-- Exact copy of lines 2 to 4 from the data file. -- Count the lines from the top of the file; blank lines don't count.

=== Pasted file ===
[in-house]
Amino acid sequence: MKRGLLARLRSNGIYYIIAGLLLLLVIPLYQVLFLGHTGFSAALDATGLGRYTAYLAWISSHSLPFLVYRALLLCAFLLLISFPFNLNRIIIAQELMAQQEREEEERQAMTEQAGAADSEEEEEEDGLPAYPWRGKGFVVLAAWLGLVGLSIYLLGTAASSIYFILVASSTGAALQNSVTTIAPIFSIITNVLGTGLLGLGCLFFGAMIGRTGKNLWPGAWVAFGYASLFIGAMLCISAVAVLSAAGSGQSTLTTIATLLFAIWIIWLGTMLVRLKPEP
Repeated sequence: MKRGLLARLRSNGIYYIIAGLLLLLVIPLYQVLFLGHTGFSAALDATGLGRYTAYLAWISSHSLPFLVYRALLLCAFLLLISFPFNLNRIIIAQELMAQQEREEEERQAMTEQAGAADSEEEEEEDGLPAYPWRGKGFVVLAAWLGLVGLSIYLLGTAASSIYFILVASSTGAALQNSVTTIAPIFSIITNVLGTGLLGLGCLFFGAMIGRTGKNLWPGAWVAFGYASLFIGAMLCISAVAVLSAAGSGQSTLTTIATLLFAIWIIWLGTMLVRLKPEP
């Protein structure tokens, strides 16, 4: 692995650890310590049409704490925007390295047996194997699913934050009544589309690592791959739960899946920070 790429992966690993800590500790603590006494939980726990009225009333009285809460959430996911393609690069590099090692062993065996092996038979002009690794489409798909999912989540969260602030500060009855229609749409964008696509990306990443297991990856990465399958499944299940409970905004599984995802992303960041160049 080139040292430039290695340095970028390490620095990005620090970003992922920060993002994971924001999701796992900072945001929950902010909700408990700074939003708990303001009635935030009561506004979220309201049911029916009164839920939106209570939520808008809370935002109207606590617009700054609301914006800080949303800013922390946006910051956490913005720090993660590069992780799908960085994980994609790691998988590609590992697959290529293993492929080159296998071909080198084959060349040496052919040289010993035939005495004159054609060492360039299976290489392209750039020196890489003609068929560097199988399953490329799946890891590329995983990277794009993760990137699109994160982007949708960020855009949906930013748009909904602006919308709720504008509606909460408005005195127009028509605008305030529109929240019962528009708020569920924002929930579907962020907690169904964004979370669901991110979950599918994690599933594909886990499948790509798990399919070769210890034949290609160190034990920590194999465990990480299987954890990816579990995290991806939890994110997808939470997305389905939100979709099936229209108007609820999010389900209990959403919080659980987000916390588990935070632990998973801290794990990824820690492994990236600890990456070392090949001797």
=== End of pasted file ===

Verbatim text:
Amino acid sequence: MKRGLLARLRSNGIYYIIAGLLLLLVIPLYQVLFLGHTGFSAALDATGLGRYTAYLAWISSHSLPFLVYRALLLCAFLLLISFPFNLNRIIIAQELMAQQEREEEERQAMTEQAGAADSEEEEEEDGLPAYPWRGKGFVVLAAWLGLVGLSIYLLGTAASSIYFILVASSTGAALQNSVTTIAPIFSIITNVLGTGLLGLGCLFFGAMIGRTGKNLWPGAWVAFGYASLFIGAMLCISAVAVLSAAGSGQSTLTTIATLLFAIWIIWLGTMLVRLKPEP
Repeated sequence: MKRGLLARLRSNGIYYIIAGLLLLLVIPLYQVLFLGHTGFSAALDATGLGRYTAYLAWISSHSLPFLVYRALLLCAFLLLISFPFNLNRIIIAQELMAQQEREEEERQAMTEQAGAADSEEEEEEDGLPAYPWRGKGFVVLAAWLGLVGLSIYLLGTAASSIYFILVASSTGAALQNSVTTIAPIFSIITNVLGTGLLGLGCLFFGAMIGRTGKNLWPGAWVAFGYASLFIGAMLCISAVAVLSAAGSGQSTLTTIATLLFAIWIIWLGTMLVRLKPEP
């Protein structure tokens, strides 16, 4: 692995650890310590049409704490925007390295047996194997699913934050009544589309690592791959739960899946920070 790429992966690993800590500790603590006494939980726990009225009333009285809460959430996911393609690069590099090692062993065996092996038979002009690794489409798909999912989540969260602030500060009855229609749409964008696509990306990443297991990856990465399958499944299940409970905004599984995802992303960041160049 080139040292430039290695340095970028390490620095990005620090970003992922920060993002994971924001999701796992900072945001929950902010909700408990700074939003708990303001009635935030009561506004979220309201049911029916009164839920939106209570939520808008809370935002109207606590617009700054609301914006800080949303800013922390946006910051956490913005720090993660590069992780799908960085994980994609790691998988590609590992697959290529293993492929080159296998071909080198084959060349040496052919040289010993035939005495004159054609060492360039299976290489392209750039020196890489003609068929560097199988399953490329799946890891590329995983990277794009993760990137699109994160982007949708960020855009949906930013748009909904602006919308709720504008509606909460408005005195127009028509605008305030529109929240019962528009708020569920924002929930579907962020907690169904964004979370669901991110979950599918994690599933594909886990499948790509798990399919070769210890034949290609160190034990920590194999465990990480299987954890990816579990995290991806939890994110997808939470997305389905939100979709099936229209108007609820999010389900209990959403919080659980987000916390588990935070632990998973801290794990990824820690492994990236600890990456070392090949001797």